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I have a problem with a network I’m building. I have a modem/router connected via ADSL to the internet.

I’ve setup this router so it has the address 192.168.0.1 with a /24 mask, and it has its own DHCP server, with a pool that goes from 192.168.0.100 to 192.168.0.200, and it has a password protected WiFi.

I have a second router connected with the first router via a network cable, this second router has address 192.168.1.1, a /24 mask and its own DHCP server with a pool that goes from 192.168.1.100 to 192.168.1.200.
This second router also has a public WiFi. I’ve set a static route from the first to the second router (to network 192.168.1.0, /24 mask and 192.168.0.1 as default gateway).
Likewise, I have a static route from the second router to the first router (to network 192.168.0.0, /24 mask and 192.168.1.1 as default gateway).

My idea was to create two different networks with two different set of addresses.

The problem is that devices connected to the second router’s public WiFi get their address form the first router DHCP server (so they are like 192.168.0.xxx).
Moreover if I’m connected to the second router’s public WiFi I can access the first router’s settings panel (which is password protected but still), I guess because since they get the address from the first router’s DHCP (when they shouldn’t) they are in the same subnet, even if they are connected to the second router’s public wifi. I can’t even acces the settings panel of the second router unless I disconnect the network cable connecting the two routers. The first router is a Fritz!Box 3272 and the second router is a TP-Link TD-W8968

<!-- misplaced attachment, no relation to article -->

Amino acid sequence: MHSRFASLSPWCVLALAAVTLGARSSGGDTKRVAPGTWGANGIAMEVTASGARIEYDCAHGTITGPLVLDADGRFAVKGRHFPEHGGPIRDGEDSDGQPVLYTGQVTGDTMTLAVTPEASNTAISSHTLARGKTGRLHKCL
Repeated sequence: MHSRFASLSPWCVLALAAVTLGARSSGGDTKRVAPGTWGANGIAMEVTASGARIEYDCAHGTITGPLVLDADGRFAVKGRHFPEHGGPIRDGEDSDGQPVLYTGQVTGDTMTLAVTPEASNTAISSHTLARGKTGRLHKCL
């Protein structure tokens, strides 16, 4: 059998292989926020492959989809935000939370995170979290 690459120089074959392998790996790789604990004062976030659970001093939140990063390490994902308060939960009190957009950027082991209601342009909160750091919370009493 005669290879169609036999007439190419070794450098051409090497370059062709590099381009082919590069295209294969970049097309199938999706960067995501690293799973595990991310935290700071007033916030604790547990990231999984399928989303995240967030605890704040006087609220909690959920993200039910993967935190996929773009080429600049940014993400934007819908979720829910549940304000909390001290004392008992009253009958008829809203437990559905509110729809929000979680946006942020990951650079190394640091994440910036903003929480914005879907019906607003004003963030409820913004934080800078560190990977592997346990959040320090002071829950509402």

closed as off-topic by Jenny D, kasperd, mdpc, Ward, peterh Jul 27 '17 at 6:38

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    Hi Muffin can you provide a diagram of your network and the IP configurations. it might help us visualise the problem. – Michael Brown Jul 6 '17 at 17:10
  • If they are in the same broadcast domain, you will likely have to reserve addresses using hardware mac addresses in dhcp and not have a pool in both dhcp servers. – Aaron Jul 6 '17 at 18:24
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Sounds like your connecting the two routers together on their 'Switched' ports as opposed to a routed ported. Most home WIfi routers have 1 router port meant to connect to a modem and 4 switch ports mean to connect to computers, they will put their Wifi on the same subnet as their switched ports. Thus you'll have the 2 Wifis and internal networks in the same broadcast domain with 2 DHCP servers giving out addresses.

To get what you want you'd have to have at least 3 routed ports. One for the internet subnet, one for your protected subnet and one for your public subnet. Sounds like you have 2 routers each with 1 route-able port.

  • Both routers have a dedicated ADSL port with an rj11 connector and 4 other port with an rj45. On both router one of the rj45 port is labeled as WAN/LAN1 whereas the other three are just LANx. I’m connecting the using the WAN/LAN port, which I guess is the routed one. – Muffin Jul 6 '17 at 21:06
  • @Muffin WAN/LAN1 probably means the port can be used as either WAN or LAN port depending on how you configure it. – kasperd Jul 9 '17 at 13:41
  • Try to verify the wan/lan is configured to be routed, the second router will need an ip on whatever net its connected to on the first router. And the first router will need a static route pointing the public network subnet to the ip of the second router. This seems a bit out of the ability of the typical soho router. U may be able to buy a cheap used cisco router of ebay and a small unmanaged switch to make it work – sheldonj22 Jul 9 '17 at 15:18

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